Regina one other step nearer to curbside composting

The green bins being used in a pilot project for the City of Regina’s food and yard waste collection program. (Britton Gray/980 CJME file photo)

The City of Regina is another city committee decision closer to having year-round curbside food and yard waste collection — also known as curbside composting collection.

The Operations and Community Services Committee voted unanimously on Wednesday afternoon to approve the plan for the program and send it on to city council next week for final approval.

The program would provide every home in the city with a 240-litre green cart to collect food scraps and yard-waste materials — and that would include things like soiled pizza boxes and paper towels, which can’t be recycled.

The carts would be collected weekly from April through October and bi-weekly between November and March. At the same time, garbage bin collection would move to bi-weekly collection all year.

According to a report prepared by the city administration, the program is expected to cost $7.5 million — although moving to bi-weekly garbage collection would save $1.5 million a year so the cost with those savings is pegged at $6 million.

Another $5.5 million would be spent in 2022 and $700,000 in 2023 to purchase the green carts.

The program wouldn’t start until 2023, giving the city time to tender out for the composting services and carts. Because the processing company would be able to make money selling the compost, the city would expect to either get a piece of that revenue or save money with a reduced service fee.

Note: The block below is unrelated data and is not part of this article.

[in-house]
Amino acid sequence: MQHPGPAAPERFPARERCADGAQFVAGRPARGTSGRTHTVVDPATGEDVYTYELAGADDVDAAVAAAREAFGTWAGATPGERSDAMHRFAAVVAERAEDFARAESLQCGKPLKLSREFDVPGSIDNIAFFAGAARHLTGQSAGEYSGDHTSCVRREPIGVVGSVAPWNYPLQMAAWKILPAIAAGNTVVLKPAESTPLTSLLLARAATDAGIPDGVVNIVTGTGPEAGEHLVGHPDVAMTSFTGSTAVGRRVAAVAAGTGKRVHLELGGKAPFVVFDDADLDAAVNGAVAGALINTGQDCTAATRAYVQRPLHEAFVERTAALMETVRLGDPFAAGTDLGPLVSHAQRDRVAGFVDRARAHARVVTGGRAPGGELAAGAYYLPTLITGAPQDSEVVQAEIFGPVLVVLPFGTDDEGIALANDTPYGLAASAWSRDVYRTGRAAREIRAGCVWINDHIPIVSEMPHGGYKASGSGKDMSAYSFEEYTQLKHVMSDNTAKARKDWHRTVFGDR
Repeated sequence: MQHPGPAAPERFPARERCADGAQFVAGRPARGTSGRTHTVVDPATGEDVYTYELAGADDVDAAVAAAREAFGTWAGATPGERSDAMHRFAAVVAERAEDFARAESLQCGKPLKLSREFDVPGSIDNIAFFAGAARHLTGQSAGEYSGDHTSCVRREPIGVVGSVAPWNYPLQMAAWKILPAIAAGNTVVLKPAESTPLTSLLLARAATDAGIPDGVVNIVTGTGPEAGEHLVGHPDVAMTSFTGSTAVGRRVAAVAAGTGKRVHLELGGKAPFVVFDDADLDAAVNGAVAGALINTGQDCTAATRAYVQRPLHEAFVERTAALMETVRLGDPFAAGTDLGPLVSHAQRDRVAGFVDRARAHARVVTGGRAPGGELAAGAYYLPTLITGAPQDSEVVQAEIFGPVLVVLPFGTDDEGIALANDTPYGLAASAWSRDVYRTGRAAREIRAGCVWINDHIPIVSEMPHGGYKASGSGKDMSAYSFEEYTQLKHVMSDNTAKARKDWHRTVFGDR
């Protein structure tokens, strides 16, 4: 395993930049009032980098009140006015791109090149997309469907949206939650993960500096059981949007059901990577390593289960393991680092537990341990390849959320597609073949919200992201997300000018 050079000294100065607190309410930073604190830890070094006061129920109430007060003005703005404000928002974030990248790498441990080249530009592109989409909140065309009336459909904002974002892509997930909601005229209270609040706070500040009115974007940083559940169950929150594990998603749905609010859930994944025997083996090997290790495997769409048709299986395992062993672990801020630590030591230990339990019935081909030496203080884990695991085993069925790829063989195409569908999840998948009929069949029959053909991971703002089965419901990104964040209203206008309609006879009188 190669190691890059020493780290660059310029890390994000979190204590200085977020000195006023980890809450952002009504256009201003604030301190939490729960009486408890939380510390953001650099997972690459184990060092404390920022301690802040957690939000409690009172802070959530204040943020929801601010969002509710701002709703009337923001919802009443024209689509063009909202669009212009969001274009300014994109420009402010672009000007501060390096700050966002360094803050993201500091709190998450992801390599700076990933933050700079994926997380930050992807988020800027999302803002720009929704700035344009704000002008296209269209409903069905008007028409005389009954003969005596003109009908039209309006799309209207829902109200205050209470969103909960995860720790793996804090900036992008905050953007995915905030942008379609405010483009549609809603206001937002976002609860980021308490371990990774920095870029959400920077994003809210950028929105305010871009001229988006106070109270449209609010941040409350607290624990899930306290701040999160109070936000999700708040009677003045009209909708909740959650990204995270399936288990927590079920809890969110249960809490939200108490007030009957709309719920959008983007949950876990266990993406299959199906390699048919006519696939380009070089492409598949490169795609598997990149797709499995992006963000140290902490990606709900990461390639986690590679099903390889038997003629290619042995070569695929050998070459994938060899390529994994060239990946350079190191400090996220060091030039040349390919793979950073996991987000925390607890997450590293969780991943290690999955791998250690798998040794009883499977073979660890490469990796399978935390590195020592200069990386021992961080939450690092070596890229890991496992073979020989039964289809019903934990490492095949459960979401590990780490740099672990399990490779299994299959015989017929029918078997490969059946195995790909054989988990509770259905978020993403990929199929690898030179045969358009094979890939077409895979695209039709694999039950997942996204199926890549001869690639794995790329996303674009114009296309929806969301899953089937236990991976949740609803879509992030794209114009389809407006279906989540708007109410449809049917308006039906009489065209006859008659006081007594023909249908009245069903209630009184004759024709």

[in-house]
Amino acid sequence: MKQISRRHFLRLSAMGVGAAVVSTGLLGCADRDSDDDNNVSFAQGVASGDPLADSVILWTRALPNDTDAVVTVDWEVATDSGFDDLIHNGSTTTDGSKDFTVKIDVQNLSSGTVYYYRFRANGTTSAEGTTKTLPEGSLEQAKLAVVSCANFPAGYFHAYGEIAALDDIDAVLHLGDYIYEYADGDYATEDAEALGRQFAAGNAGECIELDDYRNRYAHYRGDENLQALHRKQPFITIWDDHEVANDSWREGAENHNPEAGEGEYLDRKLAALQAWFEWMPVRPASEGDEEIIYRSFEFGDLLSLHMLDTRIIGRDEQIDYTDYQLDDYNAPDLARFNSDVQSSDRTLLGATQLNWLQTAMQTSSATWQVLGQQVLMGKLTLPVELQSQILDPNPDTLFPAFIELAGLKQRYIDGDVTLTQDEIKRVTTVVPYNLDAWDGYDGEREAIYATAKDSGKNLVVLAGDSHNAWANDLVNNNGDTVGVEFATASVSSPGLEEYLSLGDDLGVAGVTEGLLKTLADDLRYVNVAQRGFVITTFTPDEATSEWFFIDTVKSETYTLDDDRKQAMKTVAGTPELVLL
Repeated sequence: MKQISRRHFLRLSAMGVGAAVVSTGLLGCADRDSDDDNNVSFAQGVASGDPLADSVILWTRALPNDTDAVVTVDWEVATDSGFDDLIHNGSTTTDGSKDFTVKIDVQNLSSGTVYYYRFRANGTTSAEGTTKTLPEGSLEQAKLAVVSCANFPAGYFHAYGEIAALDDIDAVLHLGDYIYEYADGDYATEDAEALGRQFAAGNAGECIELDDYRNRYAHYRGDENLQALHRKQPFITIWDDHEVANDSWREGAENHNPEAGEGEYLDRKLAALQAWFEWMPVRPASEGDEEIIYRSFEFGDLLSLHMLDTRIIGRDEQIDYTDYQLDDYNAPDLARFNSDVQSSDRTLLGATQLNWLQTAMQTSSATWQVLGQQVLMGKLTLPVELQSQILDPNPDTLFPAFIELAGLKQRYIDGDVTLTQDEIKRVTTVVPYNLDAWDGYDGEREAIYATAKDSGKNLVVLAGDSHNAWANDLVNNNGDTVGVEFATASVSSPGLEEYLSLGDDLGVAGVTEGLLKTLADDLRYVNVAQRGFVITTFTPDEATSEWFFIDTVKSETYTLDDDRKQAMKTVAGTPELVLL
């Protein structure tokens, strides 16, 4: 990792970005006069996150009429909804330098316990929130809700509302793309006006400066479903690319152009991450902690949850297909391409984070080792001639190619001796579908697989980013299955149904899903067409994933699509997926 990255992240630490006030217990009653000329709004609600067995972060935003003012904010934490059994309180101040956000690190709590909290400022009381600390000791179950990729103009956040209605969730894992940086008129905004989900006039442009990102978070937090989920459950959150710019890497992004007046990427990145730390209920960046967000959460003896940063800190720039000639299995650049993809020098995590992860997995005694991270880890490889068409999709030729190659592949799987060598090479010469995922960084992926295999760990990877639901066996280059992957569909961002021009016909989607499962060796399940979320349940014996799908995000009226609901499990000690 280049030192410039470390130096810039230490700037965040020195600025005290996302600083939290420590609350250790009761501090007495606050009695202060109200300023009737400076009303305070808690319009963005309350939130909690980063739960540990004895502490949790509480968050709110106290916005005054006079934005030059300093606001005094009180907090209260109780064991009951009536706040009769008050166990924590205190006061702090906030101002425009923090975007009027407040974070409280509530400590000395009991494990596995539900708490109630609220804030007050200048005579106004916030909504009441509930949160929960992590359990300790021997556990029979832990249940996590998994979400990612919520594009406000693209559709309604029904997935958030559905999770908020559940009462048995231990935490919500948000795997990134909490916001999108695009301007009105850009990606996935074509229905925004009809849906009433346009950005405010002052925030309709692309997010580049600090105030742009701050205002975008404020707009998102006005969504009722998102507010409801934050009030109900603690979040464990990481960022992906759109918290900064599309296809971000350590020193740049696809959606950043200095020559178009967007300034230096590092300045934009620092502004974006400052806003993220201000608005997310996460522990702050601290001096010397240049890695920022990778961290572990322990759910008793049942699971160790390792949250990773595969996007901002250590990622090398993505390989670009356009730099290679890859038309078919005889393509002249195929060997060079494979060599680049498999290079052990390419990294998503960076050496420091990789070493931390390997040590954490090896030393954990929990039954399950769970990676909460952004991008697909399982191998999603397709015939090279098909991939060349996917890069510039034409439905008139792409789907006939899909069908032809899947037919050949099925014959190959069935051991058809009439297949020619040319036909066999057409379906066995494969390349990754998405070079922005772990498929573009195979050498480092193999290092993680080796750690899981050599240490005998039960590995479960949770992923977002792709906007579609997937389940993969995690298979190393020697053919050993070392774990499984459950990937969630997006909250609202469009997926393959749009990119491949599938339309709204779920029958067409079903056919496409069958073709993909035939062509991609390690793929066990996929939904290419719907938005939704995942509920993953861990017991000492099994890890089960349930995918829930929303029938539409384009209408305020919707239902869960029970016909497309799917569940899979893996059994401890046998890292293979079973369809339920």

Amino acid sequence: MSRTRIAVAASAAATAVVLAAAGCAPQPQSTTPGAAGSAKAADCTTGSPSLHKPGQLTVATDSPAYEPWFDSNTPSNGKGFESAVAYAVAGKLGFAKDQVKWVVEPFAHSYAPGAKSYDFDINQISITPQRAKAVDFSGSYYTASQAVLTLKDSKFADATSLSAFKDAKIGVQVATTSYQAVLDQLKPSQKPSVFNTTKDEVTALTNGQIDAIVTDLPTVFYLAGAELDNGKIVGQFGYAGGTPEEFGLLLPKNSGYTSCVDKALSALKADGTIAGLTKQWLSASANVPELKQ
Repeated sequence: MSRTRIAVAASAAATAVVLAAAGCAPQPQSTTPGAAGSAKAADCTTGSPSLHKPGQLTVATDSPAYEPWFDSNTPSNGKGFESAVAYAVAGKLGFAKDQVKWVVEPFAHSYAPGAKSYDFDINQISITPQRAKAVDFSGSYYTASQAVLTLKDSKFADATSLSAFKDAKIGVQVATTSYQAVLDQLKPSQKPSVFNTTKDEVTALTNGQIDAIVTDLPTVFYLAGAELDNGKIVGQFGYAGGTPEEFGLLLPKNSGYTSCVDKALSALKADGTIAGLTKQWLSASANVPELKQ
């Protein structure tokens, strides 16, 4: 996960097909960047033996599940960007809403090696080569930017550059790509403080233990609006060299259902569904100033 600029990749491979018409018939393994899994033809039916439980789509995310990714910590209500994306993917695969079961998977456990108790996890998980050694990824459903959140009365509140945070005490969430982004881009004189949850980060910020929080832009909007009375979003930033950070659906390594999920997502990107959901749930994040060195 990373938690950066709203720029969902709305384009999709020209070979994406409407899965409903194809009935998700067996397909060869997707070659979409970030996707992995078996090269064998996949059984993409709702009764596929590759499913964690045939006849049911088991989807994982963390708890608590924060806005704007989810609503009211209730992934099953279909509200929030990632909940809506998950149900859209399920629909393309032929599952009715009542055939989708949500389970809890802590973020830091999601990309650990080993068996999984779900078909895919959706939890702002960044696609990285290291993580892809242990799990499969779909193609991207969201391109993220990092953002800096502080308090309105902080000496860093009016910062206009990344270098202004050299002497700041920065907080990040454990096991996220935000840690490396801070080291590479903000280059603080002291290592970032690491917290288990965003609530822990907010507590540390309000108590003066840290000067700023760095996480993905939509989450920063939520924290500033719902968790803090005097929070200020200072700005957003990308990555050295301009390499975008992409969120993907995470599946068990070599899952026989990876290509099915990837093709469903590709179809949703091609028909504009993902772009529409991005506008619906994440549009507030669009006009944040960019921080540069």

By the second quarter of next year, the city will have to make a decision as to how the program will be paid for — whether the money comes from general revenue, user pay or both. If it’s completely user pay, the report said it would cost between $105 and $120 a year per homeowner.

The city believes adding a green cart program will help it reach its goal of diverting waste from the landfill, and help it defer the cost of building on and expanding the current landfill.

A pilot project for the composting program was launched in September of 2020 to run for a year. Fifteen city neighbourhoods were involved.

Those houses saw a reduction in garbage cart waste of almost 45 per cent and an increase in “waste diversion” from 21 per cent to more than 50 per cent.

Unlike in the pilot project, city administration is recommending that the permanent program allow compostable bags to be used in the green bins. It would continue the practice of providing a smaller, under-the-sink bin in addition to the green bin to capture more food waste.

City council will now consider the question at its meeting next Wednesday.

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